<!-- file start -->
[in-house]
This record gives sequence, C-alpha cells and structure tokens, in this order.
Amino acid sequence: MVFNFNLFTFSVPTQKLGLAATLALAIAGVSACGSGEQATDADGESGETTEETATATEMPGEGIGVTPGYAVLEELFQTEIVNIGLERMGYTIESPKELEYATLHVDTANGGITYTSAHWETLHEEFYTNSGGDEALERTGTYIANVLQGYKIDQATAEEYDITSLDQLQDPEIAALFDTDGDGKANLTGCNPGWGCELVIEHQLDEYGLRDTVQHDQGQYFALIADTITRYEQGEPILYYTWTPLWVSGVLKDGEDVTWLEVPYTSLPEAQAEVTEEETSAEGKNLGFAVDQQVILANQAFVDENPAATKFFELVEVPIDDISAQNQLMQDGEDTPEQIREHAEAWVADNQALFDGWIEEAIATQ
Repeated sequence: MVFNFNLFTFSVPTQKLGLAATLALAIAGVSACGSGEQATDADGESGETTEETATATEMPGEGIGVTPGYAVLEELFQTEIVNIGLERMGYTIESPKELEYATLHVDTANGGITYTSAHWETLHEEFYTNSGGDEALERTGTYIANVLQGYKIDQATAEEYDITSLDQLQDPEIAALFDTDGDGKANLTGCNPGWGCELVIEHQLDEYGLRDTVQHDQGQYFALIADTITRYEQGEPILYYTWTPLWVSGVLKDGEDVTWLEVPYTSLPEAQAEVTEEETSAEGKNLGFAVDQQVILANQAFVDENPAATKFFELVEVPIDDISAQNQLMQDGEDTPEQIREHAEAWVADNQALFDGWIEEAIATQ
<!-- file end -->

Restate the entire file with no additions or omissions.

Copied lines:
[in-house]
This record gives sequence, C-alpha cells and structure tokens, in this order.
Amino acid sequence: MVFNFNLFTFSVPTQKLGLAATLALAIAGVSACGSGEQATDADGESGETTEETATATEMPGEGIGVTPGYAVLEELFQTEIVNIGLERMGYTIESPKELEYATLHVDTANGGITYTSAHWETLHEEFYTNSGGDEALERTGTYIANVLQGYKIDQATAEEYDITSLDQLQDPEIAALFDTDGDGKANLTGCNPGWGCELVIEHQLDEYGLRDTVQHDQGQYFALIADTITRYEQGEPILYYTWTPLWVSGVLKDGEDVTWLEVPYTSLPEAQAEVTEEETSAEGKNLGFAVDQQVILANQAFVDENPAATKFFELVEVPIDDISAQNQLMQDGEDTPEQIREHAEAWVADNQALFDGWIEEAIATQ
Repeated sequence: MVFNFNLFTFSVPTQKLGLAATLALAIAGVSACGSGEQATDADGESGETTEETATATEMPGEGIGVTPGYAVLEELFQTEIVNIGLERMGYTIESPKELEYATLHVDTANGGITYTSAHWETLHEEFYTNSGGDEALERTGTYIANVLQGYKIDQATAEEYDITSLDQLQDPEIAALFDTDGDGKANLTGCNPGWGCELVIEHQLDEYGLRDTVQHDQGQYFALIADTITRYEQGEPILYYTWTPLWVSGVLKDGEDVTWLEVPYTSLPEAQAEVTEEETSAEGKNLGFAVDQQVILANQAFVDENPAATKFFELVEVPIDDISAQNQLMQDGEDTPEQIREHAEAWVADNQALFDGWIEEAIATQ